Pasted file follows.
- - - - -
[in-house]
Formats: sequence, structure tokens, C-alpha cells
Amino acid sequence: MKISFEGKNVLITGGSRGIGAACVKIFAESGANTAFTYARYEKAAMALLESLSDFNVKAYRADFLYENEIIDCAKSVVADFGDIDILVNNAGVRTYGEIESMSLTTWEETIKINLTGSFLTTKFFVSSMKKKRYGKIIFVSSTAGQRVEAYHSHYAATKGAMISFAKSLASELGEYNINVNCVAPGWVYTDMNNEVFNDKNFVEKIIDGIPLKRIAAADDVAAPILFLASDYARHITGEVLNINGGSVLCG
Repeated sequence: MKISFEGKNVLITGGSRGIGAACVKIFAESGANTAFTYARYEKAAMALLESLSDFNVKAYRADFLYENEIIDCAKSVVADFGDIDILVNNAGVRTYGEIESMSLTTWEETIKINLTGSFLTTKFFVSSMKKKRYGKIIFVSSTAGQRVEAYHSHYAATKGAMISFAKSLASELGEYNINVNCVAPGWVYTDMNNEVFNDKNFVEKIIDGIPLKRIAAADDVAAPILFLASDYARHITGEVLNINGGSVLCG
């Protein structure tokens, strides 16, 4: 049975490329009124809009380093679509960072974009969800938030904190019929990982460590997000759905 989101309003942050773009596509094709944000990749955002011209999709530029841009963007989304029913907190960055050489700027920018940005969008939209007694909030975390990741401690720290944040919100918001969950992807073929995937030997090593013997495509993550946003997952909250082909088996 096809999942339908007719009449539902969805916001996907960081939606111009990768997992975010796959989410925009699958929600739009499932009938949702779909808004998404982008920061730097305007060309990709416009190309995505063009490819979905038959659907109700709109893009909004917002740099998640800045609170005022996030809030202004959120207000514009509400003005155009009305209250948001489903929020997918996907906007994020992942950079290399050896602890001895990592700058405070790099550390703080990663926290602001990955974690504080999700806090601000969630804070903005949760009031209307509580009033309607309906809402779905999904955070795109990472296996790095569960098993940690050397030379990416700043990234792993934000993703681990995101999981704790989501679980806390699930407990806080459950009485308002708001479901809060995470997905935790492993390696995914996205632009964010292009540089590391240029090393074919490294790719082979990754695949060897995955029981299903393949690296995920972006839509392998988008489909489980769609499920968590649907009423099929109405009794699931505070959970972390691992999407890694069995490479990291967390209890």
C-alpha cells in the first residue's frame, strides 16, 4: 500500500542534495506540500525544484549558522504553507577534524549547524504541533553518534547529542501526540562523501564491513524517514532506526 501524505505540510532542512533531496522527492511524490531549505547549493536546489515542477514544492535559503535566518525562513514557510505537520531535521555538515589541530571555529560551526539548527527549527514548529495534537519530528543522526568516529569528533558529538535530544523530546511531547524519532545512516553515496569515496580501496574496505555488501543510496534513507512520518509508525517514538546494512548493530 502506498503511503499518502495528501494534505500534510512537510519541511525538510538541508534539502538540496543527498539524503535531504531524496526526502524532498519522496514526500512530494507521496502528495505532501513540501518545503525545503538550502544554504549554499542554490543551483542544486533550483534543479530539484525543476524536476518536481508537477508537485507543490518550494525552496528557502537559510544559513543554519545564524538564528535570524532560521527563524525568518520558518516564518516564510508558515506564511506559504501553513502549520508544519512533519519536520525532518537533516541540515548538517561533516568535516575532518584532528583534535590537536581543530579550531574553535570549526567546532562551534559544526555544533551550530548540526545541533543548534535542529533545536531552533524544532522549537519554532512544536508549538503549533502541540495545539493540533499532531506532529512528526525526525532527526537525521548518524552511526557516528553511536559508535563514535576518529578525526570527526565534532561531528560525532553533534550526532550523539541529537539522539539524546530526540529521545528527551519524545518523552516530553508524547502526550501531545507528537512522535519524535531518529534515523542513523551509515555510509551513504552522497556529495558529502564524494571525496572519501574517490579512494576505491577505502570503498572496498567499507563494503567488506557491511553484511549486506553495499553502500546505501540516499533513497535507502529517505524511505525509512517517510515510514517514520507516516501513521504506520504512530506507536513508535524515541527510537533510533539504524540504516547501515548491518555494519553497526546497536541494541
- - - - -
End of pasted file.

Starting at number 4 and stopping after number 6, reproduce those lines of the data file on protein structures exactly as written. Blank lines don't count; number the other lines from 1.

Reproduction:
Repeated sequence: MKISFEGKNVLITGGSRGIGAACVKIFAESGANTAFTYARYEKAAMALLESLSDFNVKAYRADFLYENEIIDCAKSVVADFGDIDILVNNAGVRTYGEIESMSLTTWEETIKINLTGSFLTTKFFVSSMKKKRYGKIIFVSSTAGQRVEAYHSHYAATKGAMISFAKSLASELGEYNINVNCVAPGWVYTDMNNEVFNDKNFVEKIIDGIPLKRIAAADDVAAPILFLASDYARHITGEVLNINGGSVLCG
């Protein structure tokens, strides 16, 4: 049975490329009124809009380093679509960072974009969800938030904190019929990982460590997000759905 989101309003942050773009596509094709944000990749955002011209999709530029841009963007989304029913907190960055050489700027920018940005969008939209007694909030975390990741401690720290944040919100918001969950992807073929995937030997090593013997495509993550946003997952909250082909088996 096809999942339908007719009449539902969805916001996907960081939606111009990768997992975010796959989410925009699958929600739009499932009938949702779909808004998404982008920061730097305007060309990709416009190309995505063009490819979905038959659907109700709109893009909004917002740099998640800045609170005022996030809030202004959120207000514009509400003005155009009305209250948001489903929020997918996907906007994020992942950079290399050896602890001895990592700058405070790099550390703080990663926290602001990955974690504080999700806090601000969630804070903005949760009031209307509580009033309607309906809402779905999904955070795109990472296996790095569960098993940690050397030379990416700043990234792993934000993703681990995101999981704790989501679980806390699930407990806080459950009485308002708001479901809060995470997905935790492993390696995914996205632009964010292009540089590391240029090393074919490294790719082979990754695949060897995955029981299903393949690296995920972006839509392998988008489909489980769609499920968590649907009423099929109405009794699931505070959970972390691992999407890694069995490479990291967390209890």
C-alpha cells in the first residue's frame, strides 16, 4: 500500500542534495506540500525544484549558522504553507577534524549547524504541533553518534547529542501526540562523501564491513524517514532506526 501524505505540510532542512533531496522527492511524490531549505547549493536546489515542477514544492535559503535566518525562513514557510505537520531535521555538515589541530571555529560551526539548527527549527514548529495534537519530528543522526568516529569528533558529538535530544523530546511531547524519532545512516553515496569515496580501496574496505555488501543510496534513507512520518509508525517514538546494512548493530 502506498503511503499518502495528501494534505500534510512537510519541511525538510538541508534539502538540496543527498539524503535531504531524496526526502524532498519522496514526500512530494507521496502528495505532501513540501518545503525545503538550502544554504549554499542554490543551483542544486533550483534543479530539484525543476524536476518536481508537477508537485507543490518550494525552496528557502537559510544559513543554519545564524538564528535570524532560521527563524525568518520558518516564518516564510508558515506564511506559504501553513502549520508544519512533519519536520525532518537533516541540515548538517561533516568535516575532518584532528583534535590537536581543530579550531574553535570549526567546532562551534559544526555544533551550530548540526545541533543548534535542529533545536531552533524544532522549537519554532512544536508549538503549533502541540495545539493540533499532531506532529512528526525526525532527526537525521548518524552511526557516528553511536559508535563514535576518529578525526570527526565534532561531528560525532553533534550526532550523539541529537539522539539524546530526540529521545528527551519524545518523552516530553508524547502526550501531545507528537512522535519524535531518529534515523542513523551509515555510509551513504552522497556529495558529502564524494571525496572519501574517490579512494576505491577505502570503498572496498567499507563494503567488506557491511553484511549486506553495499553502500546505501540516499533513497535507502529517505524511505525509512517517510515510514517514520507516516501513521504506520504512530506507536513508535524515541527510537533510533539504524540504516547501515548491518555494519553497526546497536541494541